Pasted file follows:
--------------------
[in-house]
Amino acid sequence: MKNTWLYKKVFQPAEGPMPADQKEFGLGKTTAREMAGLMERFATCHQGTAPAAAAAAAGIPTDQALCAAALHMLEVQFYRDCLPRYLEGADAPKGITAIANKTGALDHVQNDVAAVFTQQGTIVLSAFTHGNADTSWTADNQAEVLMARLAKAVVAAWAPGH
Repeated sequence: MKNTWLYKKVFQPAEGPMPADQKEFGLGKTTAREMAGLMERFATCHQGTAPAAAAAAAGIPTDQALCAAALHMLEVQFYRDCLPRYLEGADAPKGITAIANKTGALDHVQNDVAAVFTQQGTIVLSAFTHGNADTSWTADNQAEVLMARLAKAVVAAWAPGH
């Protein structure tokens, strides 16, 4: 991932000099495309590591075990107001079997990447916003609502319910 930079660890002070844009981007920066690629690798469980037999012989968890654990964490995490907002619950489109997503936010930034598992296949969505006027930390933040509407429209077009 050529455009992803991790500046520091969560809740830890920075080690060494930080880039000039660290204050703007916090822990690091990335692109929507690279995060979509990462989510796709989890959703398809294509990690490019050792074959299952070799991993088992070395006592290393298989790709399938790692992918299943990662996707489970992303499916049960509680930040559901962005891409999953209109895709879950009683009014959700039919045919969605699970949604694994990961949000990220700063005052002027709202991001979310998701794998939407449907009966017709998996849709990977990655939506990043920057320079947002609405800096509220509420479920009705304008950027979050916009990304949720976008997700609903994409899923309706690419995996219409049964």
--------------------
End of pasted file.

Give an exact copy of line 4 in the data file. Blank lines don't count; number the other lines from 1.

């Protein structure tokens, strides 16, 4: 991932000099495309590591075990107001079997990447916003609502319910 930079660890002070844009981007920066690629690798469980037999012989968890654990964490995490907002619950489109997503936010930034598992296949969505006027930390933040509407429209077009 050529455009992803991790500046520091969560809740830890920075080690060494930080880039000039660290204050703007916090822990690091990335692109929507690279995060979509990462989510796709989890959703398809294509990690490019050792074959299952070799991993088992070395006592290393298989790709399938790692992918299943990662996707489970992303499916049960509680930040559901962005891409999953209109895709879950009683009014959700039919045919969605699970949604694994990961949000990220700063005052002027709202991001979310998701794998939407449907009966017709998996849709990977990655939506990043920057320079947002609405800096509220509420479920009705304008950027979050916009990304949720976008997700609903994409899923309706690419995996219409049964």